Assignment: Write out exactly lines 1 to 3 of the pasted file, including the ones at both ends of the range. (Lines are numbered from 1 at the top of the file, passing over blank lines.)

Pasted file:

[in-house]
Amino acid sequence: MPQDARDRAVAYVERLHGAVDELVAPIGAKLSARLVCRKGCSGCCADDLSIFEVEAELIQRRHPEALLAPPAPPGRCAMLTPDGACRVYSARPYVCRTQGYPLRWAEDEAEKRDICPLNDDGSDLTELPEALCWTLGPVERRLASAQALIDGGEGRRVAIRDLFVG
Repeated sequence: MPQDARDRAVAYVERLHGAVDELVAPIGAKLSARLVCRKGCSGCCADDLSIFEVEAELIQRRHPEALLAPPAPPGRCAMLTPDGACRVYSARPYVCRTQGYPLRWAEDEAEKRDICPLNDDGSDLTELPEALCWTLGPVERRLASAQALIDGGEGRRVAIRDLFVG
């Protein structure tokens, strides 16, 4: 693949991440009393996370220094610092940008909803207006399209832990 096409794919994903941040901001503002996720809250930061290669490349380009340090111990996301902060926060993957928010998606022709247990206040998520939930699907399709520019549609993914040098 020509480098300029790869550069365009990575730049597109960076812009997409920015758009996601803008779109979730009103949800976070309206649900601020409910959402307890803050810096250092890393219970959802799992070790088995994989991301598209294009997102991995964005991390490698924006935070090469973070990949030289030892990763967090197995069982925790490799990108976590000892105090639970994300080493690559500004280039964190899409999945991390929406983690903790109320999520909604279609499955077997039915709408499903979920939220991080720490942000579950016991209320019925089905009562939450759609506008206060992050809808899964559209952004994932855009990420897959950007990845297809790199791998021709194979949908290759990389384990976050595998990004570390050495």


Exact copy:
[in-house]
Amino acid sequence: MPQDARDRAVAYVERLHGAVDELVAPIGAKLSARLVCRKGCSGCCADDLSIFEVEAELIQRRHPEALLAPPAPPGRCAMLTPDGACRVYSARPYVCRTQGYPLRWAEDEAEKRDICPLNDDGSDLTELPEALCWTLGPVERRLASAQALIDGGEGRRVAIRDLFVG
Repeated sequence: MPQDARDRAVAYVERLHGAVDELVAPIGAKLSARLVCRKGCSGCCADDLSIFEVEAELIQRRHPEALLAPPAPPGRCAMLTPDGACRVYSARPYVCRTQGYPLRWAEDEAEKRDICPLNDDGSDLTELPEALCWTLGPVERRLASAQALIDGGEGRRVAIRDLFVG